Only in Ireland could a half-forgotten route be named the Way of St Declan or the way of St Patrick's Cow.
It's one of many tales Rosamund Burton uncovers as she explores the story of St Declan, lesser-known than his contemporary St Patrick, but apparently more likely to have been the actual bringer of Christianity to the Emerald Isle.
The quest begins when she finds a map of the saint's travels from Cashel to Ardmore in Waterford County many centuries ago, and decides to follow in his footsteps.
Her adventures, undertaken during the wettest summer in 150 years, lead her through fairy glens, fields of stinging nettles and curious bullocks, past ruins and into the homes of well-to-do friends who knew her as a youngster.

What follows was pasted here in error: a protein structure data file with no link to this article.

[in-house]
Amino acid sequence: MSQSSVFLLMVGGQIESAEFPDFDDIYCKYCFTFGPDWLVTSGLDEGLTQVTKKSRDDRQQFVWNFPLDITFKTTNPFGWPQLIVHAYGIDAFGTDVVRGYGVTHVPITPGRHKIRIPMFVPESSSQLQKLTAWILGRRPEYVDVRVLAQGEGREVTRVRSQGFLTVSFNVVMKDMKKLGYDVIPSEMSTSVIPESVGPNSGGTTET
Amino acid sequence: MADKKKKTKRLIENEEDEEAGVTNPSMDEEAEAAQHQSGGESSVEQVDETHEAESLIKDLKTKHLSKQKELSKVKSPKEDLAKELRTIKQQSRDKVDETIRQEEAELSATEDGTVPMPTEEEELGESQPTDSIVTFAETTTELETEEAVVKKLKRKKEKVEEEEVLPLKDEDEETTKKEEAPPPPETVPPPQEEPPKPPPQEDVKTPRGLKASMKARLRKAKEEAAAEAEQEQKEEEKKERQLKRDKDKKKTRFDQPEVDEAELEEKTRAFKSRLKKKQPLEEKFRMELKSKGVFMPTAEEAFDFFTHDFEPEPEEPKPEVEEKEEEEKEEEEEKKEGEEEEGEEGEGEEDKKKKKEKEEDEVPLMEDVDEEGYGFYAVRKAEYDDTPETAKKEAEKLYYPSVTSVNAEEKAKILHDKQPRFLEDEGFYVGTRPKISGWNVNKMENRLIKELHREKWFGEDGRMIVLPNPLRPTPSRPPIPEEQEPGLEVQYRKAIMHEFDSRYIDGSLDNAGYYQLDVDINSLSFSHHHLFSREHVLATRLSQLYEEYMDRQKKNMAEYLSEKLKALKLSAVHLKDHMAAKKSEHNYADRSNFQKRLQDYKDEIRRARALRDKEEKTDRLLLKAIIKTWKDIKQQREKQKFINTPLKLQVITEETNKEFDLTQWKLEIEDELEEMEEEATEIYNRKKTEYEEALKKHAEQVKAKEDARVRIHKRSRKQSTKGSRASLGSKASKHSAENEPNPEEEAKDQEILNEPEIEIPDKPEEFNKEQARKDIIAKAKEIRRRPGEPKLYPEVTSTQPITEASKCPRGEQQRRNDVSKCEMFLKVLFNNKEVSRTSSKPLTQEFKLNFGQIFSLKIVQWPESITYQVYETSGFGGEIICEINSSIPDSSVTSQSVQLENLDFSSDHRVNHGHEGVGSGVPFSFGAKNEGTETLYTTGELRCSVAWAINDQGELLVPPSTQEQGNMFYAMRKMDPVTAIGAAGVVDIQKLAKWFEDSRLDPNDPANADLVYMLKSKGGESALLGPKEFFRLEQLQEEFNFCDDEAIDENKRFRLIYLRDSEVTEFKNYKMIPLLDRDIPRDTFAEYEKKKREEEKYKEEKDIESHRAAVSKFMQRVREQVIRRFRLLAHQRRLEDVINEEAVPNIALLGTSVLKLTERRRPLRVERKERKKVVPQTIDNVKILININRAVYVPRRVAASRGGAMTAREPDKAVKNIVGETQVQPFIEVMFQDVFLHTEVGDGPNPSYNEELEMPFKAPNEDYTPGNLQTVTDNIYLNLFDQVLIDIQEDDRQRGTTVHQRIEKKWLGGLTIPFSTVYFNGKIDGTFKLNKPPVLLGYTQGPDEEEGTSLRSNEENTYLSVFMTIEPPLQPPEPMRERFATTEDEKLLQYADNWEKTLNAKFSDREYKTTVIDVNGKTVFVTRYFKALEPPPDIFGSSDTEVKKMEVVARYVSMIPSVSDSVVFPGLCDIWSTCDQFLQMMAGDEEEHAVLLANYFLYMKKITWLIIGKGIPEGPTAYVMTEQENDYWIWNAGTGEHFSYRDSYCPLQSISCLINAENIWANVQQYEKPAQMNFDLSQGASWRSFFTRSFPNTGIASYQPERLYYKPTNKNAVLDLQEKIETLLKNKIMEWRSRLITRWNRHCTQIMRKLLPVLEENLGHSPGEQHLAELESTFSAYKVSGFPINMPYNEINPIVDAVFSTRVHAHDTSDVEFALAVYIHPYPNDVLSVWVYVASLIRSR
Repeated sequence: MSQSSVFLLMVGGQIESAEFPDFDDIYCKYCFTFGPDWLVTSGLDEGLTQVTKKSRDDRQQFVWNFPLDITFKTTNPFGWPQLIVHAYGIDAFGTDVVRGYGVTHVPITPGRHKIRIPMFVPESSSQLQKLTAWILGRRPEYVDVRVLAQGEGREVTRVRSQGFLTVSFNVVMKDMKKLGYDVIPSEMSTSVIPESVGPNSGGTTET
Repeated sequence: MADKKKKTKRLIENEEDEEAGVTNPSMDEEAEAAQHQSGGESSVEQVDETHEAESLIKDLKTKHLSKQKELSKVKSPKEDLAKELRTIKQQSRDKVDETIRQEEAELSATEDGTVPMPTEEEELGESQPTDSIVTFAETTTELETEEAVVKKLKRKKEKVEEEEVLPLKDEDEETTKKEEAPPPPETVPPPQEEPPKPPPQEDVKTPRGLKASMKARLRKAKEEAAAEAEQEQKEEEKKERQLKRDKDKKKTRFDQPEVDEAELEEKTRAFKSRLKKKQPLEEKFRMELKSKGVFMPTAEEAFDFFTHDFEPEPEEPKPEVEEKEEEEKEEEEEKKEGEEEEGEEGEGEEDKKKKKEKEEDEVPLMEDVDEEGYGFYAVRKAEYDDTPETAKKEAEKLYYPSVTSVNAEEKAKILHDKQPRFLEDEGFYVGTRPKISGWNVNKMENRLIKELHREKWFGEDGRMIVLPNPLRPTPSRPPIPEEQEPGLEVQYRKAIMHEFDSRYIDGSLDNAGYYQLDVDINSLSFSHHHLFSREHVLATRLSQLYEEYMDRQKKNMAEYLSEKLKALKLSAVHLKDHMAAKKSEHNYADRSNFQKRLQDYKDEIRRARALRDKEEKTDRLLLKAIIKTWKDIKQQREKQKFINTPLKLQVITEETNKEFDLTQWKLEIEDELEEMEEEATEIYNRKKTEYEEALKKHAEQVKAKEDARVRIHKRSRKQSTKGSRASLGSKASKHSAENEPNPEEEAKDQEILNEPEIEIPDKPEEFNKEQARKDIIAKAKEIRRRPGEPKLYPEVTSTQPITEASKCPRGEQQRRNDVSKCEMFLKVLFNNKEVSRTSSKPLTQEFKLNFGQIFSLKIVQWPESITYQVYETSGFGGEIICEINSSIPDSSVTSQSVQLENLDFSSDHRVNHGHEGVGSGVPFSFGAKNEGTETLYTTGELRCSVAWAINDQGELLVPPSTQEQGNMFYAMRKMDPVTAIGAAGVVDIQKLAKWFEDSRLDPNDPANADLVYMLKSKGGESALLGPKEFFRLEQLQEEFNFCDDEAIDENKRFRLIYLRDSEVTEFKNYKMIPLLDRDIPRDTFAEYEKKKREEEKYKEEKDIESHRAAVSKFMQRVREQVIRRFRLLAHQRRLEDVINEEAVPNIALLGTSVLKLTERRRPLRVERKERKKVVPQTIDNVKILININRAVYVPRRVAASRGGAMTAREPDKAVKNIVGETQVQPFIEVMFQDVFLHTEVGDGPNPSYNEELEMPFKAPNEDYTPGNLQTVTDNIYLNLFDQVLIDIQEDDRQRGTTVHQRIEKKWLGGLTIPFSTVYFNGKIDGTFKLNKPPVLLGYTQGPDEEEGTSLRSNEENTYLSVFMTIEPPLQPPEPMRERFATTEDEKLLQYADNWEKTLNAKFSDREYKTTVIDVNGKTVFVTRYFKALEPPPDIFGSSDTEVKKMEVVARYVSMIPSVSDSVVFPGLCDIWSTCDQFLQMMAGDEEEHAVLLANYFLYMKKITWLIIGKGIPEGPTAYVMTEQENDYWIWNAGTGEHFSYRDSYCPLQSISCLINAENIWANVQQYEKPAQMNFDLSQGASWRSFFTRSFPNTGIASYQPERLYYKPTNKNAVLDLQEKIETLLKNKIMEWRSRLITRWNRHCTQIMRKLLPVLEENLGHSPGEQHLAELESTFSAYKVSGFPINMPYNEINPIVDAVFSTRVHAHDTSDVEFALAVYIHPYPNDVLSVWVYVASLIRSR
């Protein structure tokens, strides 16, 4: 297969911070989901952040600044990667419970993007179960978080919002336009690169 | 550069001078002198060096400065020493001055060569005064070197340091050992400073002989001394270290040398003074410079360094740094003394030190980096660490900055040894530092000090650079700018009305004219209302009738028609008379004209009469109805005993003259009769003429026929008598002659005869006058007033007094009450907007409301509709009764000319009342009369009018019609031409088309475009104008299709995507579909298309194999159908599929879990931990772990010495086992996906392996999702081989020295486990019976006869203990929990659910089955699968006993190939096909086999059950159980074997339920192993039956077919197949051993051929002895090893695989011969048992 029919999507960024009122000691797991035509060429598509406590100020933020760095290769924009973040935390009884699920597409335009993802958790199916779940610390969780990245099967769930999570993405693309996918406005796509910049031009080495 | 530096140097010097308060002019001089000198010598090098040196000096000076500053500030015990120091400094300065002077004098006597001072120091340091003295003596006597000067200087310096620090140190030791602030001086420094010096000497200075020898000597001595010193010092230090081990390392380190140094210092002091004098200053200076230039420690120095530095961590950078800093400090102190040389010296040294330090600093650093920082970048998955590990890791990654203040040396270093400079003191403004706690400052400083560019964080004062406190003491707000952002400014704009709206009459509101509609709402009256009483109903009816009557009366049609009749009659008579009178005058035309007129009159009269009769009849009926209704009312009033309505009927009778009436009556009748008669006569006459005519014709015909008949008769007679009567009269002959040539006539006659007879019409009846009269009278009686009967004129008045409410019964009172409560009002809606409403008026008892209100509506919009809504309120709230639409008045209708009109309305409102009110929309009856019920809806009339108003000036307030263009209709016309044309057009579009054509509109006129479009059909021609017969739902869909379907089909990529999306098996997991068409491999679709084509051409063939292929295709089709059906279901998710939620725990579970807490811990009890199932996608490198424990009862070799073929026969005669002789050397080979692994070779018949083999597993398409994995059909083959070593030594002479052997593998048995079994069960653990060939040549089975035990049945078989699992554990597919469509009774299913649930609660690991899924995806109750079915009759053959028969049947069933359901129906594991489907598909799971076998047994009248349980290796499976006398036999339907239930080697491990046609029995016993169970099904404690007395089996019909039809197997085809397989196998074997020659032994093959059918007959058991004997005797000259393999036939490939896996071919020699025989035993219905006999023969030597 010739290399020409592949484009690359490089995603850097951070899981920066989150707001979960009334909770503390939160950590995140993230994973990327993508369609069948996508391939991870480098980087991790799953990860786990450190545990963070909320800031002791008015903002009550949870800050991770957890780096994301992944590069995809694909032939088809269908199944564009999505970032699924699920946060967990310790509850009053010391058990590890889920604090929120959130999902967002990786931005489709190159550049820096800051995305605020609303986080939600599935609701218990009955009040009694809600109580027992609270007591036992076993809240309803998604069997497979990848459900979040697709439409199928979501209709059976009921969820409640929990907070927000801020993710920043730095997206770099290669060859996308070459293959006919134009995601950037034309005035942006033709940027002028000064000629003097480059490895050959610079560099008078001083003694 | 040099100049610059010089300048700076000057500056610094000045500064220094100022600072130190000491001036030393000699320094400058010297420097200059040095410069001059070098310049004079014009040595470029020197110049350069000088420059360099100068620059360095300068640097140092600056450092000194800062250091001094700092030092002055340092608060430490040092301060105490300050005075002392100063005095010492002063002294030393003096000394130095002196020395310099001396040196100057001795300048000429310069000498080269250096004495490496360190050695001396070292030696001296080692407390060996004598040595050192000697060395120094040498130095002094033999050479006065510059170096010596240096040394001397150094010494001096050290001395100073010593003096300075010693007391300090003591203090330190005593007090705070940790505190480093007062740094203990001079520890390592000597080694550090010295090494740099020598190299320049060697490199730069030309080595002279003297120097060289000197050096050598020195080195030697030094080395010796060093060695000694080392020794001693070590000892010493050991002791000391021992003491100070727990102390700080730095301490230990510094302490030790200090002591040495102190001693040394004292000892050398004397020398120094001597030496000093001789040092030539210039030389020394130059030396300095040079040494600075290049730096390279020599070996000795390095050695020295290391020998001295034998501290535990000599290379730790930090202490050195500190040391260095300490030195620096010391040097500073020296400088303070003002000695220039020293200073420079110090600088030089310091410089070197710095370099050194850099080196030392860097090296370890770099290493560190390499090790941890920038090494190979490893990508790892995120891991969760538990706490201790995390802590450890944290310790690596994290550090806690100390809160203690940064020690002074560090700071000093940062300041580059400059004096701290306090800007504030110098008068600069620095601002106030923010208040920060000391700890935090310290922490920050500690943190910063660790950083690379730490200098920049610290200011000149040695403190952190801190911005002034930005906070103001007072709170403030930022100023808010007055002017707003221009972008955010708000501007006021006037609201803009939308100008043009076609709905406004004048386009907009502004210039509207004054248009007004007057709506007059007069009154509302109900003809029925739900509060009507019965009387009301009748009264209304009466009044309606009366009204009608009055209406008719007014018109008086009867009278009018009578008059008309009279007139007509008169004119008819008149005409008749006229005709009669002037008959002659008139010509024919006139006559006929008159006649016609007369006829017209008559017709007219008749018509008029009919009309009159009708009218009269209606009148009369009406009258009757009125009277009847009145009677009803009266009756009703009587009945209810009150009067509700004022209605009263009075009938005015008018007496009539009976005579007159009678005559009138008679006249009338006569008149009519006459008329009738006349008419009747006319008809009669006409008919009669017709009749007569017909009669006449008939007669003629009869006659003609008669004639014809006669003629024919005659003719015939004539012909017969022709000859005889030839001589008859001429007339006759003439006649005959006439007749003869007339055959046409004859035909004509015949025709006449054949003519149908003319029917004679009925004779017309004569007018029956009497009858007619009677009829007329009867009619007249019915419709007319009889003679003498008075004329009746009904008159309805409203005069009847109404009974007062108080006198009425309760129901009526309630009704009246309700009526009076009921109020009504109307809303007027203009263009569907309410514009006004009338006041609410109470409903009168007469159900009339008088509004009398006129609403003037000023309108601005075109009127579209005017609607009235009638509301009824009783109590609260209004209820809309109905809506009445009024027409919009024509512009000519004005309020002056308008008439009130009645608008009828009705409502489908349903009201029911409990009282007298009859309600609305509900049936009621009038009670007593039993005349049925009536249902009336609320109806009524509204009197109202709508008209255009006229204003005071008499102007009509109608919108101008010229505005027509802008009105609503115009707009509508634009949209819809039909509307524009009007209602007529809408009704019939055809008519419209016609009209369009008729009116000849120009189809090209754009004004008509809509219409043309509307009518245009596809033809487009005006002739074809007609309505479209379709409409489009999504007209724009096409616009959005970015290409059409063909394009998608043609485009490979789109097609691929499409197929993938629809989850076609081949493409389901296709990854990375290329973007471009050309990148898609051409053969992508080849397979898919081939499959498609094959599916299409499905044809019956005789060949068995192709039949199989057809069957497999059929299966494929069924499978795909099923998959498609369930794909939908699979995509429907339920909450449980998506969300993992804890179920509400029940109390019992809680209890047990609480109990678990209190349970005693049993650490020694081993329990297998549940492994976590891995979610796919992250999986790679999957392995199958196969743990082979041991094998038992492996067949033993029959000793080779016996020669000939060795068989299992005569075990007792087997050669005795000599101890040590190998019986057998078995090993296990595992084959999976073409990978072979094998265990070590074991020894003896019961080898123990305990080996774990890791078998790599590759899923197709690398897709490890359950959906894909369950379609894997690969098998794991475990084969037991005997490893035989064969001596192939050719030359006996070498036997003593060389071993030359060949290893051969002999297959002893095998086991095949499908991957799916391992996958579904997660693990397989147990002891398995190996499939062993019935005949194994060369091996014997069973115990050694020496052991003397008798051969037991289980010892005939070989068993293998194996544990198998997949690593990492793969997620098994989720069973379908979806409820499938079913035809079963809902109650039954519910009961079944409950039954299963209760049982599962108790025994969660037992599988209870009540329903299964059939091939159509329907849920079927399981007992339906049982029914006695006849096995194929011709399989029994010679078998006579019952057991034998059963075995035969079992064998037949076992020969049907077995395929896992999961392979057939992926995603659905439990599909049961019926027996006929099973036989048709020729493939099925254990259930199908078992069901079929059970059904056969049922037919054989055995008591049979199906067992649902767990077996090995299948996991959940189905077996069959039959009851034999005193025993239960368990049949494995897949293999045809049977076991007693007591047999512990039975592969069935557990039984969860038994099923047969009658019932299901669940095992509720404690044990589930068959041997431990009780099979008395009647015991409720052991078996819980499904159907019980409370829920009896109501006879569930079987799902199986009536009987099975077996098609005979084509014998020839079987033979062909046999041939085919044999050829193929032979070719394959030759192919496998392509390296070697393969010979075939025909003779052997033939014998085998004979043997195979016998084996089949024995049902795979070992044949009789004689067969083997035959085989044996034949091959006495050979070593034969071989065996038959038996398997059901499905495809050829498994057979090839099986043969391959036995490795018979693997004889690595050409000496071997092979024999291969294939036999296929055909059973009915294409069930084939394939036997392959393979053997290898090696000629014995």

She also meets a host of entertaining people along the way - some helpful, others not - and hears grand stories of miracles attributed to the saint, of legends and fairies, of ill luck and curses.
St Declan's Way is no path to follow. The author frequently gets lost and is wet through a lot of the time. But her descriptions of the Irish countryside with its wild flowers and glowing foliage lift the book into a charming travelogue and an easy read.